Project Jupyter is a community of open-source developers, scientists, educators, and data scientists. Its goal is to build open-source tools and create community that facilitates scientific research, reproducible and open workflows, education, computational narratives, and data analytics. Jupyter supports over 100 programming languages, and connects data analytics tools across a range of disciplines and communities.
There are several core projects of Jupyter that the Berkeley Institute for Data Science supports:
rOpenSci is a software collective that provides R-based tools to enable access to scientific data repositories, full text of articles, and science metrics and also facilitate a culture shift in the scientific community toward reproducible research practices.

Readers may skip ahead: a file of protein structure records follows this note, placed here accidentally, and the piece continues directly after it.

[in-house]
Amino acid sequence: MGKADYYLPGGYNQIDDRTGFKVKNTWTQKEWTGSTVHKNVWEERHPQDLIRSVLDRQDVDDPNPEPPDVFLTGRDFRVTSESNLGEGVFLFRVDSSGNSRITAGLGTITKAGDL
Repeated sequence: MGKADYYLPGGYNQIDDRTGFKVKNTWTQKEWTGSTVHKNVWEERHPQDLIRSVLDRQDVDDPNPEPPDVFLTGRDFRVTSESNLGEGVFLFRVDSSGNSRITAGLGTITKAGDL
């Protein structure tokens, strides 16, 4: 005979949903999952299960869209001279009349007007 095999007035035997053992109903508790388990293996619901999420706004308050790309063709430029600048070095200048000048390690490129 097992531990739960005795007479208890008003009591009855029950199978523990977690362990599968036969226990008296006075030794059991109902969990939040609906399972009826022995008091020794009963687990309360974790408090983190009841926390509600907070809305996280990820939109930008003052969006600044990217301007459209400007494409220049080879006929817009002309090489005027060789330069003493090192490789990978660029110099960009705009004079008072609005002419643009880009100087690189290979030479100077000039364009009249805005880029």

Software Carpentry is a volunteer organization whose goal is to make scientists more productive and their work more reliable by teaching them basic computing skills.
Cesium is an end-to-end machine learning platform for time-series, from calculation of features to model-building to predictions. Cesium has two main components—a Python library, and a web application platform that allows interactive exploration of machine learning pipelines. Take control over the workflow in a Python terminal or Jupyter notebook with the Cesium library, or upload your time-series files, select your machine learning model, and watch Cesium do feature extraction and evaluation right in your browser with the web application.